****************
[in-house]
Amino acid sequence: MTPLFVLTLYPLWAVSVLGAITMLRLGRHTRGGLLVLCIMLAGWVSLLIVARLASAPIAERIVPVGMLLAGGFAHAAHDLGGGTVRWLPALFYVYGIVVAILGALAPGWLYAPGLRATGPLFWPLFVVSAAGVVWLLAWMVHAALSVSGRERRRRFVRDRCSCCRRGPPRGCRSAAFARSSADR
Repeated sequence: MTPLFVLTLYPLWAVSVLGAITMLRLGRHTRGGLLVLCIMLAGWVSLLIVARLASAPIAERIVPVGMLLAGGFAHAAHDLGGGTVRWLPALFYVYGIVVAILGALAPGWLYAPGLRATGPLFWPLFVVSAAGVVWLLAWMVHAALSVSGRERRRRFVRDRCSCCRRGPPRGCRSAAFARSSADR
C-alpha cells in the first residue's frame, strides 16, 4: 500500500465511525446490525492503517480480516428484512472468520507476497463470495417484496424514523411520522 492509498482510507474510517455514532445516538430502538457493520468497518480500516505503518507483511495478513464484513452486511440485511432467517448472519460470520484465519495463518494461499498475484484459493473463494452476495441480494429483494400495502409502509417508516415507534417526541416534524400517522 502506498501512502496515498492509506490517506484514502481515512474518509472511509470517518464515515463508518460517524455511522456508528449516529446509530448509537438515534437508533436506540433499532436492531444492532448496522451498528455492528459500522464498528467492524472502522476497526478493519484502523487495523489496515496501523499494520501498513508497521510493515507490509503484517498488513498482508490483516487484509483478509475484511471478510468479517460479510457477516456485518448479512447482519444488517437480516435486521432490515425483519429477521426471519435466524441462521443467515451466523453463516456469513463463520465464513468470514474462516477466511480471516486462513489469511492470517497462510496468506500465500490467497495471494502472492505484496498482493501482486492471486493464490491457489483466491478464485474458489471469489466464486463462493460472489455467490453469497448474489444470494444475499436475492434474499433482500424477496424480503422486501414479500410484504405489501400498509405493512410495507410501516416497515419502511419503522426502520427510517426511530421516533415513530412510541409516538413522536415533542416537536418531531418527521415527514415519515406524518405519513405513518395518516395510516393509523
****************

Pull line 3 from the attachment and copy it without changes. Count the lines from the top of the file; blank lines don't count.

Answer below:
Repeated sequence: MTPLFVLTLYPLWAVSVLGAITMLRLGRHTRGGLLVLCIMLAGWVSLLIVARLASAPIAERIVPVGMLLAGGFAHAAHDLGGGTVRWLPALFYVYGIVVAILGALAPGWLYAPGLRATGPLFWPLFVVSAAGVVWLLAWMVHAALSVSGRERRRRFVRDRCSCCRRGPPRGCRSAAFARSSADR